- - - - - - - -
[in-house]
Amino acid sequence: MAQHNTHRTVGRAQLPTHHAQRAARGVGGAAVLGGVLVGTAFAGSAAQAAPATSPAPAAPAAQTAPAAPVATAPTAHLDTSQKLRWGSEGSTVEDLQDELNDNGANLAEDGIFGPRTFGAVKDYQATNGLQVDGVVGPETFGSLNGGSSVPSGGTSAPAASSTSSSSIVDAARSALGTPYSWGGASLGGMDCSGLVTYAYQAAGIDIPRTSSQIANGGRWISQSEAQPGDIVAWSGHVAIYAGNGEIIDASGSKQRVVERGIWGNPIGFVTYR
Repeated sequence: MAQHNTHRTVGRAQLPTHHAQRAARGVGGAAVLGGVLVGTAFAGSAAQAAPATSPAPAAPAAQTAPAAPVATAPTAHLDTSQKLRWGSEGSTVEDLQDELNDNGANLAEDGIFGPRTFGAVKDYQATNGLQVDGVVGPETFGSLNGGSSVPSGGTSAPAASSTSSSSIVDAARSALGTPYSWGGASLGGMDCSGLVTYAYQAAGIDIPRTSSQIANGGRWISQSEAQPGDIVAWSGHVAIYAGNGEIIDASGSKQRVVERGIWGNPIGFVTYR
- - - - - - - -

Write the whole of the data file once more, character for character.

[in-house]
Amino acid sequence: MAQHNTHRTVGRAQLPTHHAQRAARGVGGAAVLGGVLVGTAFAGSAAQAAPATSPAPAAPAAQTAPAAPVATAPTAHLDTSQKLRWGSEGSTVEDLQDELNDNGANLAEDGIFGPRTFGAVKDYQATNGLQVDGVVGPETFGSLNGGSSVPSGGTSAPAASSTSSSSIVDAARSALGTPYSWGGASLGGMDCSGLVTYAYQAAGIDIPRTSSQIANGGRWISQSEAQPGDIVAWSGHVAIYAGNGEIIDASGSKQRVVERGIWGNPIGFVTYR
Repeated sequence: MAQHNTHRTVGRAQLPTHHAQRAARGVGGAAVLGGVLVGTAFAGSAAQAAPATSPAPAAPAAQTAPAAPVATAPTAHLDTSQKLRWGSEGSTVEDLQDELNDNGANLAEDGIFGPRTFGAVKDYQATNGLQVDGVVGPETFGSLNGGSSVPSGGTSAPAASSTSSSSIVDAARSALGTPYSWGGASLGGMDCSGLVTYAYQAAGIDIPRTSSQIANGGRWISQSEAQPGDIVAWSGHVAIYAGNGEIIDASGSKQRVVERGIWGNPIGFVTYR